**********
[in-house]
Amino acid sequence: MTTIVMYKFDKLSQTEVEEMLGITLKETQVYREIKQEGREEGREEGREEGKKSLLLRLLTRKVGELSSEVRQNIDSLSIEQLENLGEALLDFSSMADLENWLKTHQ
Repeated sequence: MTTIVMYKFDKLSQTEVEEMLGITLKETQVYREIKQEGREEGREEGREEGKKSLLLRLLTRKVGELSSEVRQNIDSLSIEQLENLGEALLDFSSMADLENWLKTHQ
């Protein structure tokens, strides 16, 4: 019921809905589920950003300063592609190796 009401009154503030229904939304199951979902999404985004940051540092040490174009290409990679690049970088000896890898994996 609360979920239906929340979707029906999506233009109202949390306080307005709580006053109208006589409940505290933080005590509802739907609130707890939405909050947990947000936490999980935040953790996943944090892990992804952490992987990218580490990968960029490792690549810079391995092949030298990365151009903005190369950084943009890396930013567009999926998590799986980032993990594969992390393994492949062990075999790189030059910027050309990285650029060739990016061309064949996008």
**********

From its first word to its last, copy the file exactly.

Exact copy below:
[in-house]
Amino acid sequence: MTTIVMYKFDKLSQTEVEEMLGITLKETQVYREIKQEGREEGREEGREEGKKSLLLRLLTRKVGELSSEVRQNIDSLSIEQLENLGEALLDFSSMADLENWLKTHQ
Repeated sequence: MTTIVMYKFDKLSQTEVEEMLGITLKETQVYREIKQEGREEGREEGREEGKKSLLLRLLTRKVGELSSEVRQNIDSLSIEQLENLGEALLDFSSMADLENWLKTHQ
């Protein structure tokens, strides 16, 4: 019921809905589920950003300063592609190796 009401009154503030229904939304199951979902999404985004940051540092040490174009290409990679690049970088000896890898994996 609360979920239906929340979707029906999506233009109202949390306080307005709580006053109208006589409940505290933080005590509802739907609130707890939405909050947990947000936490999980935040953790996943944090892990992804952490992987990218580490990968960029490792690549810079391995092949030298990365151009903005190369950084943009890396930013567009999926998590799986980032993990594969992390393994492949062990075999790189030059910027050309990285650029060739990016061309064949996008």